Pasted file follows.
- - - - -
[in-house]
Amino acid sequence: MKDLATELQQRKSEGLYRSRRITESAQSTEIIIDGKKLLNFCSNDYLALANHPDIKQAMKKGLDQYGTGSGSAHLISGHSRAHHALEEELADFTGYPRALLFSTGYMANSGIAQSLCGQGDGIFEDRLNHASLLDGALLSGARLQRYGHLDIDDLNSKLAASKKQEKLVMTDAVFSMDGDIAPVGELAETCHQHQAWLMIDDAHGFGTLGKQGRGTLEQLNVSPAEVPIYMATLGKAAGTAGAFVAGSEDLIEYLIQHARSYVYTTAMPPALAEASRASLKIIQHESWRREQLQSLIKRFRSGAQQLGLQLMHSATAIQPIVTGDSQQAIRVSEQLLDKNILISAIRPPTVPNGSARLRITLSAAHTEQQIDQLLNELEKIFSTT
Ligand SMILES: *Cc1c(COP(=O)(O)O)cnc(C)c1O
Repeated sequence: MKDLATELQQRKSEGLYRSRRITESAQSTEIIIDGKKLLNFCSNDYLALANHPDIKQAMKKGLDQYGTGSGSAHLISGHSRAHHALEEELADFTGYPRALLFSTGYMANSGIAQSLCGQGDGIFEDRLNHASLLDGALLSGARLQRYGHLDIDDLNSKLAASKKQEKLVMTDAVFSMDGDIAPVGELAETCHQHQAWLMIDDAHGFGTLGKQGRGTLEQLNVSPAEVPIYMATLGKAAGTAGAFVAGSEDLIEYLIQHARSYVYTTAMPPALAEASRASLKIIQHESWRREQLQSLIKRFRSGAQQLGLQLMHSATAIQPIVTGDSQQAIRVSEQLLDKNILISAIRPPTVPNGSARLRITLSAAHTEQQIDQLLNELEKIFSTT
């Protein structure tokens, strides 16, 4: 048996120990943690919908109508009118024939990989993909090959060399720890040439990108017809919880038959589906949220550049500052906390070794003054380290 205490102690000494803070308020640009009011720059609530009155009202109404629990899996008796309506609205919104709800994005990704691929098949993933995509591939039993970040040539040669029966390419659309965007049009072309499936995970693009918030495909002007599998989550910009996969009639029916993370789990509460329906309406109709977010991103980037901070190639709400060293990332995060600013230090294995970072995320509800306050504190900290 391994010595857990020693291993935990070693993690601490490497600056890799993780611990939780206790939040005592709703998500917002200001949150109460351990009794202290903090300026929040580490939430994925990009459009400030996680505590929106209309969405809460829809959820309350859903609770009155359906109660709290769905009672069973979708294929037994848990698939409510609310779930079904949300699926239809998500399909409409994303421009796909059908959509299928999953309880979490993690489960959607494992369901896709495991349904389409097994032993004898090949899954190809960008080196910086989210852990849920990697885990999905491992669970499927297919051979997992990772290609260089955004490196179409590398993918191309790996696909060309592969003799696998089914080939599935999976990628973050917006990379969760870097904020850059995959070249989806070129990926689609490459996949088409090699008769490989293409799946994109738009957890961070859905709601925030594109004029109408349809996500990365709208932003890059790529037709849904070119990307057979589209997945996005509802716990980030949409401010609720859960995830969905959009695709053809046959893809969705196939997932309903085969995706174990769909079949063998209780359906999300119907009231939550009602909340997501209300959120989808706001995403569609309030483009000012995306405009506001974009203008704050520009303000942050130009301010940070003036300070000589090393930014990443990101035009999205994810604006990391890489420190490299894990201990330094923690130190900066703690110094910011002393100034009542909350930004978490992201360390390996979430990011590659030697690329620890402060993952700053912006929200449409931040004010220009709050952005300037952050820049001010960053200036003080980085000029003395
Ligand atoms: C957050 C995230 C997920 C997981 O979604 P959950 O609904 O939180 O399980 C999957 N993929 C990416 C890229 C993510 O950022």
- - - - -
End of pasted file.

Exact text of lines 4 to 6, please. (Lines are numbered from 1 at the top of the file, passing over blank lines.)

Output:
Repeated sequence: MKDLATELQQRKSEGLYRSRRITESAQSTEIIIDGKKLLNFCSNDYLALANHPDIKQAMKKGLDQYGTGSGSAHLISGHSRAHHALEEELADFTGYPRALLFSTGYMANSGIAQSLCGQGDGIFEDRLNHASLLDGALLSGARLQRYGHLDIDDLNSKLAASKKQEKLVMTDAVFSMDGDIAPVGELAETCHQHQAWLMIDDAHGFGTLGKQGRGTLEQLNVSPAEVPIYMATLGKAAGTAGAFVAGSEDLIEYLIQHARSYVYTTAMPPALAEASRASLKIIQHESWRREQLQSLIKRFRSGAQQLGLQLMHSATAIQPIVTGDSQQAIRVSEQLLDKNILISAIRPPTVPNGSARLRITLSAAHTEQQIDQLLNELEKIFSTT
């Protein structure tokens, strides 16, 4: 048996120990943690919908109508009118024939990989993909090959060399720890040439990108017809919880038959589906949220550049500052906390070794003054380290 205490102690000494803070308020640009009011720059609530009155009202109404629990899996008796309506609205919104709800994005990704691929098949993933995509591939039993970040040539040669029966390419659309965007049009072309499936995970693009918030495909002007599998989550910009996969009639029916993370789990509460329906309406109709977010991103980037901070190639709400060293990332995060600013230090294995970072995320509800306050504190900290 391994010595857990020693291993935990070693993690601490490497600056890799993780611990939780206790939040005592709703998500917002200001949150109460351990009794202290903090300026929040580490939430994925990009459009400030996680505590929106209309969405809460829809959820309350859903609770009155359906109660709290769905009672069973979708294929037994848990698939409510609310779930079904949300699926239809998500399909409409994303421009796909059908959509299928999953309880979490993690489960959607494992369901896709495991349904389409097994032993004898090949899954190809960008080196910086989210852990849920990697885990999905491992669970499927297919051979997992990772290609260089955004490196179409590398993918191309790996696909060309592969003799696998089914080939599935999976990628973050917006990379969760870097904020850059995959070249989806070129990926689609490459996949088409090699008769490989293409799946994109738009957890961070859905709601925030594109004029109408349809996500990365709208932003890059790529037709849904070119990307057979589209997945996005509802716990980030949409401010609720859960995830969905959009695709053809046959893809969705196939997932309903085969995706174990769909079949063998209780359906999300119907009231939550009602909340997501209300959120989808706001995403569609309030483009000012995306405009506001974009203008704050520009303000942050130009301010940070003036300070000589090393930014990443990101035009999205994810604006990391890489420190490299894990201990330094923690130190900066703690110094910011002393100034009542909350930004978490992201360390390996979430990011590659030697690329620890402060993952700053912006929200449409931040004010220009709050952005300037952050820049001010960053200036003080980085000029003395
Ligand atoms: C957050 C995230 C997920 C997981 O979604 P959950 O609904 O939180 O399980 C999957 N993929 C990416 C890229 C993510 O950022």